NSW Blues can't afford to dwell on rare result
The Blues were over the moon after their victory in the Sydney State of Origin match, but coach Ricky Stuart must ensure such euphoria is not blue-moon rare.
Rather than look back, as Stuart did in the days after the Melbourne defeat, the NSW coach must immediately focus on the deciding game in Brisbane in three weeks. As Blues assistant coach Steve ''Blocker'' Roach - a member of NSW's first series-winning team - says: ''Win a decider. Then you're back.''
In other words, NSW can't claim to have arrested Queensland's merciless march to Origin supremacy until they have beaten the Maroons on their own ground in a match that is not a dead rubber.
There were signs immediately after the Blues' four-point victory that Queensland didn't take losing well. While Maroons coach Mal Meninga was dignified and diplomatic after the match, winning six straight Origin series has not taught some of his players to accommodate defeat.
The Blues players report that some of the Queenslanders did not look them in the eye when shaking their hands after the final whistle. The Maroons glanced away, as if to lessen their acceptance of defeat. Blues players told their assistant coaches in the dressing room afterwards that Queensland centre Justin Hodges, who raged at the Blues in the dying moments of a NSW win in a dead rubber in Brisbane three years ago, wanted to fight.
Hodges's form has been mediocre but the play of his potential replacement, the Storm's Dane Nielsen, has been well below his usual standard. Meanwhile, NSW's Josh Morris, given the task of containing Queensland's Greg Inglis, is growing in the unfamiliar role of right-centre.
It is tempting to look at the record 14 tries Inglis has scored for the Maroons and wonder how State of Origin history would look if the ARL map had shown his home town of Bowraville to be in NSW. But Stuart must look forward to the burgeoning future of Morris and a hostile atmosphere at Suncorp Stadium on July 4. He can't count on Meninga making the mistake of overtraining his team, as he did in the lead-up to the Melbourne game.
GPS data showed the Maroons ran 23 kilometres in seven days at training. Top NRL clubs restrict the amount of running in a week to 11km. On some days, the Maroons trained twice. While the players were leg weary, they still prevailed in Melbourne against a team that was still some way short on self belief.
But halves Mitchell Pearce and Todd Carney were not as bad in Melbourne as was reported. They can play on the advantage line as well as their opposites and the Blues attack is supplemented by having a ball-playing back-rower, Glenn Stewart.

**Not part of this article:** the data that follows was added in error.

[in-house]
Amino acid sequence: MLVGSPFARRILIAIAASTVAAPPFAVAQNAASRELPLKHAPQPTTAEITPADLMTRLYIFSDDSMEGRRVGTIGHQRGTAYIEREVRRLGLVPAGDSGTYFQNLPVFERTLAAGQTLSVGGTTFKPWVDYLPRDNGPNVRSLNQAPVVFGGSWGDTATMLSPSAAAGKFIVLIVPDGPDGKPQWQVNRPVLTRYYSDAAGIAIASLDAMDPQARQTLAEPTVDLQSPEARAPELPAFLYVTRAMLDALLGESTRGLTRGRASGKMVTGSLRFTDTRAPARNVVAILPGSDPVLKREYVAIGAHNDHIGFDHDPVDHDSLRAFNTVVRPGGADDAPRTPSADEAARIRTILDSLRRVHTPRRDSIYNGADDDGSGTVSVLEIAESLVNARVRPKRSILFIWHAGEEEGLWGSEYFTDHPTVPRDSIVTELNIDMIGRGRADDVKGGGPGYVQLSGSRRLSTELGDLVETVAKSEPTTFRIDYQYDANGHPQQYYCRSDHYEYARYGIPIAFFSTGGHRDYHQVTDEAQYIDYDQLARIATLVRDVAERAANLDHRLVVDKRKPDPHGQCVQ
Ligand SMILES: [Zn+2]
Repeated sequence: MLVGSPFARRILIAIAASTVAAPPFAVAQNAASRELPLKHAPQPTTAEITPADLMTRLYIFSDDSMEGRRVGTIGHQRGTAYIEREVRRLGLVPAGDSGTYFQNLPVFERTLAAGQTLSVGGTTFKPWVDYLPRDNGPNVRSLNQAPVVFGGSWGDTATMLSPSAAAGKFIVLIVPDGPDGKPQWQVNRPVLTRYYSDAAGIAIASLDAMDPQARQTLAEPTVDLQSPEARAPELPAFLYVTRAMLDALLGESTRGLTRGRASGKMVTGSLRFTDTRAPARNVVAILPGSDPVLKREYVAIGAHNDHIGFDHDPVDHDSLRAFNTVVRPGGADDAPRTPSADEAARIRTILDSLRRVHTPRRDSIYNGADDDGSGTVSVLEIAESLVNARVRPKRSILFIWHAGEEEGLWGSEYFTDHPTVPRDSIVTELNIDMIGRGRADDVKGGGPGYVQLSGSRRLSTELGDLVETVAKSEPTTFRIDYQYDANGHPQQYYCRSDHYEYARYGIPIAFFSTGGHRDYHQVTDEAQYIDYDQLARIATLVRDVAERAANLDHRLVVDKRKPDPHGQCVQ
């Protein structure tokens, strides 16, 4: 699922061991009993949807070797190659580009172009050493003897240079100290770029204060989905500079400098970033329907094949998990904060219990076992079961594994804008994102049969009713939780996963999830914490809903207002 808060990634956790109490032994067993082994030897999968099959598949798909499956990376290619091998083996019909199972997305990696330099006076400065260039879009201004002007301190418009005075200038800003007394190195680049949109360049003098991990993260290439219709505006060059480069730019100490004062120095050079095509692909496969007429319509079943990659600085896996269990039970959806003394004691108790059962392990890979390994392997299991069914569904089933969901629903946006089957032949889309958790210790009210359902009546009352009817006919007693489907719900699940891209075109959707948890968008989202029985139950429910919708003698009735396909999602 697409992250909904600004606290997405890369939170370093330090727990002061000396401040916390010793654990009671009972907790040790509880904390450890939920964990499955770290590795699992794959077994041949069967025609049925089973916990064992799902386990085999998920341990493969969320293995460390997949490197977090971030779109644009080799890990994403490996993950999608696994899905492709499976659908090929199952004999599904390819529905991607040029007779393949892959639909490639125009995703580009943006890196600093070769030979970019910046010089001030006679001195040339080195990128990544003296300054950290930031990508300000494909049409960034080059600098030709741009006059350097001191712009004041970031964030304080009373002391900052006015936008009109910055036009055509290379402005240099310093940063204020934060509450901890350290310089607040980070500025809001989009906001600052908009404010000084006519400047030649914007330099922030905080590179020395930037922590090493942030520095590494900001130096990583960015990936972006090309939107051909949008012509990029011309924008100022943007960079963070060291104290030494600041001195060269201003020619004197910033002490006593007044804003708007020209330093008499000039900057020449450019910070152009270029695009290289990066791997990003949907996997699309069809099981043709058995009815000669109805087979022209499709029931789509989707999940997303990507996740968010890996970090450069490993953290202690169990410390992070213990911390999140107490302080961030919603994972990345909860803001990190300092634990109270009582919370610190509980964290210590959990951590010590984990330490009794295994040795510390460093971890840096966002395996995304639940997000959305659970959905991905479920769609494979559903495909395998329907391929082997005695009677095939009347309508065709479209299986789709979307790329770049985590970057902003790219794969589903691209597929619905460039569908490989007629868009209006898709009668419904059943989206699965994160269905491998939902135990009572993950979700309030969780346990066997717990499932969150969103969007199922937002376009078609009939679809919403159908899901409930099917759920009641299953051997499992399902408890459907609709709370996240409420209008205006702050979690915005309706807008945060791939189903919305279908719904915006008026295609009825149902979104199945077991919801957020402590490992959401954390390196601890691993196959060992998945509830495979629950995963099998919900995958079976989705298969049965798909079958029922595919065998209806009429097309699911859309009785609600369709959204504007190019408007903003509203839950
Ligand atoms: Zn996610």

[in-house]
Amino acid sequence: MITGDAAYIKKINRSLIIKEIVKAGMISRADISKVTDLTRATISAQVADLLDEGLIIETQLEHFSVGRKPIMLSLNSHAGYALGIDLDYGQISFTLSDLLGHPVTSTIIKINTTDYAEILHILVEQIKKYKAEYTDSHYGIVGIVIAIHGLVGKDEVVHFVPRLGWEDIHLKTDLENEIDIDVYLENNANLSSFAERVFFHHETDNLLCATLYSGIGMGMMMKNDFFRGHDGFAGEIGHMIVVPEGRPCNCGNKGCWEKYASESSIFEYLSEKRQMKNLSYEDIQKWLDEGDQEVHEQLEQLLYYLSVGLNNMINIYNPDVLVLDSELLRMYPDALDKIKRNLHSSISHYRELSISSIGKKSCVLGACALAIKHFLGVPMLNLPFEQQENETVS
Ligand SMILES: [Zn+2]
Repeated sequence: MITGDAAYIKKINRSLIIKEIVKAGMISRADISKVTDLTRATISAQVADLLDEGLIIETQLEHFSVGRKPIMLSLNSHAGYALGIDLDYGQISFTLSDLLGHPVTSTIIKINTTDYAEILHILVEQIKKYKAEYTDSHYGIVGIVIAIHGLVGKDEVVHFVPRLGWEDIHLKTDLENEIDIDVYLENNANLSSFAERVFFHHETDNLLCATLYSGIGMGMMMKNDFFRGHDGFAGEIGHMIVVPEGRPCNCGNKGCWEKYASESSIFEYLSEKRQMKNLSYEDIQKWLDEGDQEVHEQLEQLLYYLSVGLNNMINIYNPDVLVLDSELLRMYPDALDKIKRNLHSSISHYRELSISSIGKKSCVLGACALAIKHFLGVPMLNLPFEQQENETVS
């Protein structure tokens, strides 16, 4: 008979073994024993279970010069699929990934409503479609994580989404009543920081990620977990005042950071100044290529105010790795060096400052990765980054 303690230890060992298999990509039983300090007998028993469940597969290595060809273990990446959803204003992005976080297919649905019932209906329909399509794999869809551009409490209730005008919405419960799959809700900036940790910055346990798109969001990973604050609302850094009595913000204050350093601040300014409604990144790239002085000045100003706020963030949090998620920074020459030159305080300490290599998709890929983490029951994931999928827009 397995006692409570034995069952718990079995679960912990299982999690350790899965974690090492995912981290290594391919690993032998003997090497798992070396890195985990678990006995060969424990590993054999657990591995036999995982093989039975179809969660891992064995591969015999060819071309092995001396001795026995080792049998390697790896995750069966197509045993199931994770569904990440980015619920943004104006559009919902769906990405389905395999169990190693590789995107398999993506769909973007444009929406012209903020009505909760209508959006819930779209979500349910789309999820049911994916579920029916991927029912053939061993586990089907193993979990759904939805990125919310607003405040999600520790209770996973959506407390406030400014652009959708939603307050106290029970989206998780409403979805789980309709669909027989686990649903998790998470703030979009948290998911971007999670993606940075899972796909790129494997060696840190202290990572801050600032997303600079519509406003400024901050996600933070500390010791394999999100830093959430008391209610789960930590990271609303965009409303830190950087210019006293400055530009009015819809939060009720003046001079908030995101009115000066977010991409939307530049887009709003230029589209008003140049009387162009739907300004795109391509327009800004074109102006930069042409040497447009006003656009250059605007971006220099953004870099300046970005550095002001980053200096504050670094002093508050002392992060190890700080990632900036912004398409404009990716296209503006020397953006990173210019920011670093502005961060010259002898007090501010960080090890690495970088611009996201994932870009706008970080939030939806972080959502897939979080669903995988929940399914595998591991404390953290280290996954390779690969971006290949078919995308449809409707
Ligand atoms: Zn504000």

Provided Greg Bird stays fit, the NSW pack is a big chance of dominating Queensland's forwards again. Bird is the inspirational type that causes ex-players to shake their heads in admiration. Blues hooker Robbie Farah may have set an Origin record for tackles made, but Bird thoroughly deserved his man-of-the-match award. When you consider how he has rebuilt his life after being sacked by Cronulla and forced to play in Europe, he is the type of sacrificial player on which the legend of Origin football has been built.
The Maroons will attack the side of the field defended by NSW right winger Akuila Uate. They repeatedly sent the ball to their short side in the opening stages on the Sydney match, confident Uate's defensive reading was poor. As it transpired, he erred in an unexpected way: refusal to take a towering bomb on the full that led to a try just on half-time. Those swirling, spinning, wet balls are hard to catch - but allowing it to bounce is fatal. However, Uate was safe under bombs in Melbourne and it must be assumed his eyes caught a bank of glaring lights, rather than the ball.
A grateful Stuart will take to Brisbane the wishes of a seriously engaged state. ''We've proven to the people of NSW we can win an Origin game. Now, we've got to prove we can win a series,'' he said.
The Blues should also take the police dog, Chuck, who delivered the Sydney match ball by helicopter. With everyone ripping and tearing in the decider, ball security will be a big factor and that dog sure didn't want to let go of the Steeden.